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14. Publishing and Printing Options

Your quick and easy-to-read guide to life-story writing, by Anna Foster

Let's Recap

At this point your manuscript is written and edited, and your pictures chosen and captioned. You must now put these different elements together and finish your book. Decide how many copies you want and set a budget.


Publishing and printing technologies have advanced in recent years and the advent of desktop publishing(dtp) and digital printing have brought self-publishing within the reach of many people.

Dtp allows you to produce your book on your pc or Mac. You can write, edit, typeset, design and lay out pages, and scan in the pictures. This guide doesn't attempt to give you technical instructions as individual publishing programmes vary.

You may still decide to get your book printed and bound commercially.

Typesetting and Layouts

This is the process by which your text is ‘set’ and the pages of your book are ‘laid-out’.

If you want to do-it-yourself then look at Adobe InDesign, Quark Express or Microsoft Publisher. Seek professional advice before purchasing this expensive software. You may need to take a training course first.

Professional services also exist. Costs vary, so seek recommendations.

Printing and Binding

These two processes often go together. Many towns have High Street print-shops that will print, spiral-bind or staple your book. This is suitable for straight-forward printing projects. Take in your typed pages, ready for printing.

Commercial printers undertake more complicated books, where there are a lot of photographs within the text, graphics or unusual layouts.

If you wish to have a paperback or hardback book you will need to go to a commercial printer. As with typesetting, seek a personal recommendation. Alternatively, look on the internet.

If you don’t want to take on the typesetting, design, printing or binding, then seek the advice of a self-publisher.


As the name implies, you, the author, become the publisher. This means you are ultimately responsible for the book, its contents, and marketing and distributing it.

The difference between self-publishers and vanity publishers is described in Chapter 2. Some more information follows here.

A commercial publisher will publish and distribute a book, giving the author a royalty determined by volume of sales.

Vanity publishers expect authors to pay for printing and to undertake marketing and distribution themselves (often the author has been unable to place the book with a commercial publisher). Authors can pay thousands of pounds for little or no return. Volumes of poetry and novels are typical vanity publishing projects.

A new breed of publisher has emerged in recent years – the self-publisher.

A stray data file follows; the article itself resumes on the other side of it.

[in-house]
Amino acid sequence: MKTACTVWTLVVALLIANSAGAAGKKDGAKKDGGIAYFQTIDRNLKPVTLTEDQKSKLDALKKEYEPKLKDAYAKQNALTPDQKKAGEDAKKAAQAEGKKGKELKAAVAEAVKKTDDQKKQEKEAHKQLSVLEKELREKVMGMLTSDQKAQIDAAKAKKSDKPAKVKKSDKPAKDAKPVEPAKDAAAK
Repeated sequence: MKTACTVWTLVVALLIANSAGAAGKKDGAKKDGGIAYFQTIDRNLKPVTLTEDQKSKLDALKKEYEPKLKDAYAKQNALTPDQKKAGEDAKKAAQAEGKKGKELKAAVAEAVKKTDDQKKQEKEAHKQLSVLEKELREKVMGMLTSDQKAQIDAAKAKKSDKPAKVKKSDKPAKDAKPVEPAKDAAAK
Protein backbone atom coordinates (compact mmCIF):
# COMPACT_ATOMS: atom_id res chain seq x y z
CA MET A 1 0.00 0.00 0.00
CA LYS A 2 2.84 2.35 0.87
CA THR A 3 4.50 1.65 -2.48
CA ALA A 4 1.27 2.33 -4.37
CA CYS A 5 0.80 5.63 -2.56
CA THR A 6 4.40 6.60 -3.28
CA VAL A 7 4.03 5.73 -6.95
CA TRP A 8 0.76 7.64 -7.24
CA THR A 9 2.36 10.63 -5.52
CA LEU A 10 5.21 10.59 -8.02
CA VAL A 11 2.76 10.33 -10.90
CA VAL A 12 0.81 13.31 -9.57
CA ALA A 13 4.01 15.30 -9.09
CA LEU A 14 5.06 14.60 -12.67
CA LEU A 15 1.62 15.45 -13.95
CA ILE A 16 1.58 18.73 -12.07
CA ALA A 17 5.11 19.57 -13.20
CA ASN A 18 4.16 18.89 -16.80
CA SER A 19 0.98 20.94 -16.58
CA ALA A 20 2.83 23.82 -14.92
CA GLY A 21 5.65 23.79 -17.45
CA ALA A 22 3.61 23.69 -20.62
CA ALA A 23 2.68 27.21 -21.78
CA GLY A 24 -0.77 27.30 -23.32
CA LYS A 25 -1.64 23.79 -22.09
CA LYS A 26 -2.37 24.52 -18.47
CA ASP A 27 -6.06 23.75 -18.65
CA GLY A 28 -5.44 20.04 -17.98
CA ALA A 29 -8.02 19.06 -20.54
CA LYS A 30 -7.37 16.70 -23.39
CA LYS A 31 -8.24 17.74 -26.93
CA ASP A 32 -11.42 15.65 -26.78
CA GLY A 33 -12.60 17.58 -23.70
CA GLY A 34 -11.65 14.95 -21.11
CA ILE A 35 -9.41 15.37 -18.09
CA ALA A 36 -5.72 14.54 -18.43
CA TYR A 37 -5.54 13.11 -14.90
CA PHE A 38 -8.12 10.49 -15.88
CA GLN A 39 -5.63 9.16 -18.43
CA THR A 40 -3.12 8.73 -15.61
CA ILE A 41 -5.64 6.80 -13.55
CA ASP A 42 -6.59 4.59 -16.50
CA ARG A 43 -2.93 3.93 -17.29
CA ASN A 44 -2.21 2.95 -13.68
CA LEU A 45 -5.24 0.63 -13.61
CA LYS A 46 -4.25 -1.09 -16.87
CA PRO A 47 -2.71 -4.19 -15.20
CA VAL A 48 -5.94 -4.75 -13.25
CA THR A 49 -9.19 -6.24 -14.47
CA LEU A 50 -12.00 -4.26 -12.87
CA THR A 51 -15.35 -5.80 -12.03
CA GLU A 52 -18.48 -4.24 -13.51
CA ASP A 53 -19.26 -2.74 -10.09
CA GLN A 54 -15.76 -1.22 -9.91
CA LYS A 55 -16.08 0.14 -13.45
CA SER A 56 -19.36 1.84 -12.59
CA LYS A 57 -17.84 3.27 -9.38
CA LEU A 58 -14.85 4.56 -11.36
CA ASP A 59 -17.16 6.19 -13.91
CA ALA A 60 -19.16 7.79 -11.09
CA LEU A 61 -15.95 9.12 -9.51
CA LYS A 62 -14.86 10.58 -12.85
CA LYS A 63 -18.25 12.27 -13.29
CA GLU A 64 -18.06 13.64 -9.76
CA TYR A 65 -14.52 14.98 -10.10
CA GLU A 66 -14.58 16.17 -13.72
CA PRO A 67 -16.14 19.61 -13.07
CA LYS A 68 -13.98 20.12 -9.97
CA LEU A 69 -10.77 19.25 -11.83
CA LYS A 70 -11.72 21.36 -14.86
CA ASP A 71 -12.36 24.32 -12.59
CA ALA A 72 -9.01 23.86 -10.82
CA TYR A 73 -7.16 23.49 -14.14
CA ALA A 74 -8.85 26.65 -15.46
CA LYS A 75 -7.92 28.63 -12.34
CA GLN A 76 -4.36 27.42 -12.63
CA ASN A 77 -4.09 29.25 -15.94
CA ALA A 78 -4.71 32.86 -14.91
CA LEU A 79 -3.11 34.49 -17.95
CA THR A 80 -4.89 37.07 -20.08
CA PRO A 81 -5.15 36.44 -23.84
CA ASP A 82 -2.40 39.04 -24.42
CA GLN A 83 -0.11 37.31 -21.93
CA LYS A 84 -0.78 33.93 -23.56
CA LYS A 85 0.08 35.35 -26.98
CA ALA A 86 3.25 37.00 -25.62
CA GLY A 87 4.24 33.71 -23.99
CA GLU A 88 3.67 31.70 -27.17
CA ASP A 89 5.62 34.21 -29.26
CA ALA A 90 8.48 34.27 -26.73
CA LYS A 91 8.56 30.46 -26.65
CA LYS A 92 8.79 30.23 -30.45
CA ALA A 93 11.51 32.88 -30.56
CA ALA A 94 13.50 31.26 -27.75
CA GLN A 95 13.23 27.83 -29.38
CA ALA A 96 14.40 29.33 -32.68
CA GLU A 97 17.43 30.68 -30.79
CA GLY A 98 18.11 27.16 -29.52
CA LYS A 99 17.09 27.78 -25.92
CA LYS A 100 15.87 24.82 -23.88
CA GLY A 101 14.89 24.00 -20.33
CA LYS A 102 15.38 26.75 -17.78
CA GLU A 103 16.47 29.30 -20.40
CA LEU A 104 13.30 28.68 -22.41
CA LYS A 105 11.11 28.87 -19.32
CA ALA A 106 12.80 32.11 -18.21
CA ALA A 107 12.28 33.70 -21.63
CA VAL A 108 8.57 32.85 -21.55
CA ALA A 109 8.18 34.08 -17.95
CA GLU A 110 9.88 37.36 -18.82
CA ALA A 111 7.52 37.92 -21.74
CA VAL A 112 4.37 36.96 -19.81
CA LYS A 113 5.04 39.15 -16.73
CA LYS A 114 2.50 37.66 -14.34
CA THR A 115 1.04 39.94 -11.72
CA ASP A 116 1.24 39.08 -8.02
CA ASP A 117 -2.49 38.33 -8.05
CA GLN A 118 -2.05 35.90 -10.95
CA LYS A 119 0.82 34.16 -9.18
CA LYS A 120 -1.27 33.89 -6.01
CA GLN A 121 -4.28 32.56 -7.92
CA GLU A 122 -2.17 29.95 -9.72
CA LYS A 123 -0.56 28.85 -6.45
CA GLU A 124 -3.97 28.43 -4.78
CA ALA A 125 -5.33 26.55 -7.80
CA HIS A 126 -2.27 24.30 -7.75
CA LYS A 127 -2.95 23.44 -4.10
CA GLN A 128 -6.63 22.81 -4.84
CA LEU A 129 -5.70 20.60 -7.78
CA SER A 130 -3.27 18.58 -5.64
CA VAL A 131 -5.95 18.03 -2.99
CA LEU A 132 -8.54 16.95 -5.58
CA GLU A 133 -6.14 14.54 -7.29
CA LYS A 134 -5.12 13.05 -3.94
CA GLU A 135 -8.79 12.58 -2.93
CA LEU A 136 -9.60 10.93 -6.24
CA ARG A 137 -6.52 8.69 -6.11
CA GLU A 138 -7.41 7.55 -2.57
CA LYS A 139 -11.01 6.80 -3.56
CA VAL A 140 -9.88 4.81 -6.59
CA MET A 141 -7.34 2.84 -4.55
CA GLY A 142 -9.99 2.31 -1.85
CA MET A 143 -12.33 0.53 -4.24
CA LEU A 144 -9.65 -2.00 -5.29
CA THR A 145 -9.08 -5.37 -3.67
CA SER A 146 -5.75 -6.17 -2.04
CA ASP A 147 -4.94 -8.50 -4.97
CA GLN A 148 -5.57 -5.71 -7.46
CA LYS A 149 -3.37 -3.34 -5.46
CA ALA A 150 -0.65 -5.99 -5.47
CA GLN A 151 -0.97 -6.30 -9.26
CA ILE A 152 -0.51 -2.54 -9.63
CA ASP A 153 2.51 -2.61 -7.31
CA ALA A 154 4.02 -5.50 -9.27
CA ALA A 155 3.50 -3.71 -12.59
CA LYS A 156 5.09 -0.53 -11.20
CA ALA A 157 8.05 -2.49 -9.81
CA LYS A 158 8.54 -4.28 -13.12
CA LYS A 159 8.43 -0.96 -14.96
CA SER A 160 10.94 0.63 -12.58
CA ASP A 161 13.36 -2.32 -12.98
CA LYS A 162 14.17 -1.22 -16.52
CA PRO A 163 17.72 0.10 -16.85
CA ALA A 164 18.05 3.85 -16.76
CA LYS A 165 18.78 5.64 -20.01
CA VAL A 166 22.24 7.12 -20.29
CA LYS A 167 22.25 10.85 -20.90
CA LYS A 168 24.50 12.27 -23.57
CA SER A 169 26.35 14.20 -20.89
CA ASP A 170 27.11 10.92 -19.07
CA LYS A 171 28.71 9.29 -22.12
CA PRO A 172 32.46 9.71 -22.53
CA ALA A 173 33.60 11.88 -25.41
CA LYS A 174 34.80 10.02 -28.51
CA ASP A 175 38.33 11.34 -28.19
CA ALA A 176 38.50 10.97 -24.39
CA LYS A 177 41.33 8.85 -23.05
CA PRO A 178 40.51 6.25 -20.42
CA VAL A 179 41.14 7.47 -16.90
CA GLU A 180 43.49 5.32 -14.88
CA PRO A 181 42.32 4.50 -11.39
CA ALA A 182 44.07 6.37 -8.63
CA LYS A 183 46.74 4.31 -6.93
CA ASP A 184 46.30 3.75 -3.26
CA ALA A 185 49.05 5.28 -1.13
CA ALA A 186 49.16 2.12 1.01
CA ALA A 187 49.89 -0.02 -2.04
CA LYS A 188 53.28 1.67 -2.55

There is a fine line between vanity and self-publishers. In both cases, the author pays for the book.

In both cases, the author may also try to sell the book. However, respectable self-publishers will not advise you to sell your book for profit – only to recoup some costs or to raise funds for a good cause.

Self-publishers have allowed individuals to produce books which might not attract a commercial publisher but which are still worthy of publication, albeit for a small audience. Life stories fit into this category.

Print runs are likely to be short, anything from one or two copies to a few hundred. You pay for the publishing and printing service, but will have to distribute the book yourself.

Self-publishers advertise on the internet. Find out the costs, ask to see samples and read customer recommendations.

Such companies will offer writing, editing, typesetting, page layout, printing and binding services - and, in some cases, a high degree of personal involvement.

Make sure you get a quote at the start of the project. If the charges are likely to be higher than first anticipated, the company should keep you informed.

What Will It Cost?

The costs of producing a life story vary hugely. Because you may be printing a small number of copies (compared to a commercial printing run of several thousand), the costs per copy can seem quite high. It may be that giving the books as birthday or Christmas presents helps justify the expenditure.

As I have suggested you can put your hand-written or typed pages into a ring binder for as little as £5 a copy.

At the other end of the scale, you can spend up to £5,000 or more with a self-publisher who will help you write, edit, produce and print your book, over several months or even years.

Bear in mind that the costs may seem high now, but your book will last for generations.

Number of Copies

List all family members and friends to whom you would like to give a copy. Add a few extra as distant relatives and old friends may appear as if by magic, requesting a copy. Also, don't forget the grandchildren.

Do you know anyone who might be prepared to pay for the book so that you could cover at least some of your costs — fellow enthusiasts from a special interest society, local reading groups or your wider circle of acquaintances? Don’t be over-ambitious or you risk straying into vanity publishing.

If you opt for digital self-publishing you will be able to re-order copies at a similar or lower price to your first print run (allowing for rising costs and inflation).


The hard work is over and the book paid for. The time has arrived to hold a launch party and distribute the book to family and friends.

Do you have any questions from this section? Please email me and I will try to help you.